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Methane Ice and Titan

  1. Feb 20, 2010 #1
    Hello! I am an undergrad at the University of Calgary. Lately I have been reading about Saturn's satellite Titan and all of the new data from the Cassini orbiter and the Huygens probe. Ever since 6th grade when I did a school project on Titan it has been blasting my mind. A moon with an atmosphere thicker than Earth! Now, the latest findings are that Titan has methane in all phases, the pictures of it's surface indicate precipitation, and there are large bodies of hydrocarbons around the north pole.

    With this in mind, I was considering the development of biology on Titan. This was because it's atmosphere was found to contain complex hydrocarbon molecules, some of which have atomic weights greater than 2000u. I am inclined to hypothesize about simple biology in the upper reaches of Titan's atmosphere, perhaps arising in a manner similar to plankton in Earth's oceans.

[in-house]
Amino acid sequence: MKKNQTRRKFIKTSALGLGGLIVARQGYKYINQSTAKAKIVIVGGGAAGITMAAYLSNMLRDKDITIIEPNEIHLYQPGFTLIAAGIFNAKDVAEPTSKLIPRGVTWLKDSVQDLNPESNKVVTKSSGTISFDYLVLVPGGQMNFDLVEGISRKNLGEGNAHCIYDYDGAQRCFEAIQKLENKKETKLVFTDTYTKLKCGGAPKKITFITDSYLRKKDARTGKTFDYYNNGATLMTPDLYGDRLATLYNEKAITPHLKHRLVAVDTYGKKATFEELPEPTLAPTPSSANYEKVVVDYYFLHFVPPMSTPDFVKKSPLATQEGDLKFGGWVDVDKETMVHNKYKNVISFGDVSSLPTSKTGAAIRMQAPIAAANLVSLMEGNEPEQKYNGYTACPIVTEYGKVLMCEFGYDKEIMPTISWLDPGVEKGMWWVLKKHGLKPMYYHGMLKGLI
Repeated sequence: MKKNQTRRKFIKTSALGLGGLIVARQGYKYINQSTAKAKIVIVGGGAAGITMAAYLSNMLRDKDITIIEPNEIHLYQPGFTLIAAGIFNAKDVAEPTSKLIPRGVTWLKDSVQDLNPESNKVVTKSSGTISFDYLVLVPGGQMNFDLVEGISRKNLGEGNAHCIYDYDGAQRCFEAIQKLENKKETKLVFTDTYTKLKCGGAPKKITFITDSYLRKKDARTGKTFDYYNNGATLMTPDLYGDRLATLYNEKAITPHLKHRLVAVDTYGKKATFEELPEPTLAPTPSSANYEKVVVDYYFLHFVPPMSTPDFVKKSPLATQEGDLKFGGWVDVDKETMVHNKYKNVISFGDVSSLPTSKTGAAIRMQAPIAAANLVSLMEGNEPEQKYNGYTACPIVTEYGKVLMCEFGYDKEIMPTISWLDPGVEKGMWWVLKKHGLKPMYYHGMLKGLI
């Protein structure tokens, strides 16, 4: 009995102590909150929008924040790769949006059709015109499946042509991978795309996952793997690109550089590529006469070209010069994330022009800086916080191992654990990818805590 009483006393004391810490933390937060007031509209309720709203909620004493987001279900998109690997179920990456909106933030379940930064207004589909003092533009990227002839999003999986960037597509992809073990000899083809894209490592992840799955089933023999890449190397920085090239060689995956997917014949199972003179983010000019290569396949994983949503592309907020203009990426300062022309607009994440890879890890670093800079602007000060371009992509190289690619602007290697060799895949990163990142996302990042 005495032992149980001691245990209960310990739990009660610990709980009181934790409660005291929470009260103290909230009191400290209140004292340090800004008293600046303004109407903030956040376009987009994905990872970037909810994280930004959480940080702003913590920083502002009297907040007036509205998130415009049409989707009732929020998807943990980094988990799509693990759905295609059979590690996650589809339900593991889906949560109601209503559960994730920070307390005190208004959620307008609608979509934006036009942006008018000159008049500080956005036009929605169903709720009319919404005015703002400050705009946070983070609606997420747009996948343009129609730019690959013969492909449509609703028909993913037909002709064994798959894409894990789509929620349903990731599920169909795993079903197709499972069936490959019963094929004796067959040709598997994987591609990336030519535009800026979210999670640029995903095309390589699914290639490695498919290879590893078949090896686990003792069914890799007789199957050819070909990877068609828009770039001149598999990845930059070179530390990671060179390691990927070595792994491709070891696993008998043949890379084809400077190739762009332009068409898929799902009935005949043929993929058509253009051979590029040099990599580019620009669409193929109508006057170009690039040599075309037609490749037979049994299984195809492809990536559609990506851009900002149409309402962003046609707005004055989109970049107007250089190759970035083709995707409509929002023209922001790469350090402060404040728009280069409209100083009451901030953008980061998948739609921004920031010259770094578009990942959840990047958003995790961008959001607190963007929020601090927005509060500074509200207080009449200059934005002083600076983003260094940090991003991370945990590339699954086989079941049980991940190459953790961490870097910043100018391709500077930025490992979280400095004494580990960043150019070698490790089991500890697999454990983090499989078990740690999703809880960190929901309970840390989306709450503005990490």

Furthermore, biological life on a world such as Titan requires methane dependance, resistance to cold temperatures and survivability in long periods without sunlight. Curiously enough a cantidate lives on our own planet. Hesiocaeca methanicola, or Methane Ice Worms, are a shocking and interesting organism that meets the criteria for Titan. Now it would be quite a streach to propose that the worms actually exist on Titan, but the fact that these worms exist at all is evidence of biodiversity in the universe.
    Well that was quite a rant, but this has been on my mind for some time, and I would be interested to know what some peers think.
    Thank you
  2. jcsd
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